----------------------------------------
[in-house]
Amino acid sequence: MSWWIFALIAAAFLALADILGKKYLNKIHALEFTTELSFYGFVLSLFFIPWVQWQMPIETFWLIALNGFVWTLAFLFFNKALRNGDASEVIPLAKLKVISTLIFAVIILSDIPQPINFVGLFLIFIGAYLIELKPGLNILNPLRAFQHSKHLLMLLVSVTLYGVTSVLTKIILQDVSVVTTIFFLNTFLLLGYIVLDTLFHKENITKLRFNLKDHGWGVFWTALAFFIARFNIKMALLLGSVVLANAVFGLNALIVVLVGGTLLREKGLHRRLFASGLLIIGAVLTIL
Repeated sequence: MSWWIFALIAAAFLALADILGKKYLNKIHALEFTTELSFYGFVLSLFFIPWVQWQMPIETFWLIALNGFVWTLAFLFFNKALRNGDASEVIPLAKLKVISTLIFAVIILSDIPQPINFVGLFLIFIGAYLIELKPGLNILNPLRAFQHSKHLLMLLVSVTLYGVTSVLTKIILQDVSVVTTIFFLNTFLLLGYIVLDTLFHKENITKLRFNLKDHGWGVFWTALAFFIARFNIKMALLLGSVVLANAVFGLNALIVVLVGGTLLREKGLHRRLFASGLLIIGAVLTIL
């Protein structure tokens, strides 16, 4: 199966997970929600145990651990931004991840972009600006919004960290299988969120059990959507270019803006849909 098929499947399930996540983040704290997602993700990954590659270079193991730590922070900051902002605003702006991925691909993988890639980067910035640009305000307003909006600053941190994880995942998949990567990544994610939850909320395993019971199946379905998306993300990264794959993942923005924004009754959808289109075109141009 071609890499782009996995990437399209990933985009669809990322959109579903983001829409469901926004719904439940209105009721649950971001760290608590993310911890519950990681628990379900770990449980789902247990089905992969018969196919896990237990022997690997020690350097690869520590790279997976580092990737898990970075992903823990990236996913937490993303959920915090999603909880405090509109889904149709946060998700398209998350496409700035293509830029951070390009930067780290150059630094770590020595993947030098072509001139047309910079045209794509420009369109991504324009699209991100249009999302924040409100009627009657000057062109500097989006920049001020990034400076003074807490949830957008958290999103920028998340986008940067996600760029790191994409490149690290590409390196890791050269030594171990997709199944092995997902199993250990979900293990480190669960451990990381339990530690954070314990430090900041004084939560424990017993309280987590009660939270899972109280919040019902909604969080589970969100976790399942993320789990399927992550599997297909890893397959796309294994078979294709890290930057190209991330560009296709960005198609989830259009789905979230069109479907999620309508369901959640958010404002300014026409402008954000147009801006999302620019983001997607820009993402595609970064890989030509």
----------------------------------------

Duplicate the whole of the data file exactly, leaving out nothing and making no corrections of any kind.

[in-house]
Amino acid sequence: MSWWIFALIAAAFLALADILGKKYLNKIHALEFTTELSFYGFVLSLFFIPWVQWQMPIETFWLIALNGFVWTLAFLFFNKALRNGDASEVIPLAKLKVISTLIFAVIILSDIPQPINFVGLFLIFIGAYLIELKPGLNILNPLRAFQHSKHLLMLLVSVTLYGVTSVLTKIILQDVSVVTTIFFLNTFLLLGYIVLDTLFHKENITKLRFNLKDHGWGVFWTALAFFIARFNIKMALLLGSVVLANAVFGLNALIVVLVGGTLLREKGLHRRLFASGLLIIGAVLTIL
Repeated sequence: MSWWIFALIAAAFLALADILGKKYLNKIHALEFTTELSFYGFVLSLFFIPWVQWQMPIETFWLIALNGFVWTLAFLFFNKALRNGDASEVIPLAKLKVISTLIFAVIILSDIPQPINFVGLFLIFIGAYLIELKPGLNILNPLRAFQHSKHLLMLLVSVTLYGVTSVLTKIILQDVSVVTTIFFLNTFLLLGYIVLDTLFHKENITKLRFNLKDHGWGVFWTALAFFIARFNIKMALLLGSVVLANAVFGLNALIVVLVGGTLLREKGLHRRLFASGLLIIGAVLTIL
């Protein structure tokens, strides 16, 4: 199966997970929600145990651990931004991840972009600006919004960290299988969120059990959507270019803006849909 098929499947399930996540983040704290997602993700990954590659270079193991730590922070900051902002605003702006991925691909993988890639980067910035640009305000307003909006600053941190994880995942998949990567990544994610939850909320395993019971199946379905998306993300990264794959993942923005924004009754959808289109075109141009 071609890499782009996995990437399209990933985009669809990322959109579903983001829409469901926004719904439940209105009721649950971001760290608590993310911890519950990681628990379900770990449980789902247990089905992969018969196919896990237990022997690997020690350097690869520590790279997976580092990737898990970075992903823990990236996913937490993303959920915090999603909880405090509109889904149709946060998700398209998350496409700035293509830029951070390009930067780290150059630094770590020595993947030098072509001139047309910079045209794509420009369109991504324009699209991100249009999302924040409100009627009657000057062109500097989006920049001020990034400076003074807490949830957008958290999103920028998340986008940067996600760029790191994409490149690290590409390196890791050269030594171990997709199944092995997902199993250990979900293990480190669960451990990381339990530690954070314990430090900041004084939560424990017993309280987590009660939270899972109280919040019902909604969080589970969100976790399942993320789990399927992550599997297909890893397959796309294994078979294709890290930057190209991330560009296709960005198609989830259009789905979230069109479907999620309508369901959640958010404002300014026409402008954000147009801006999302620019983001997607820009993402595609970064890989030509």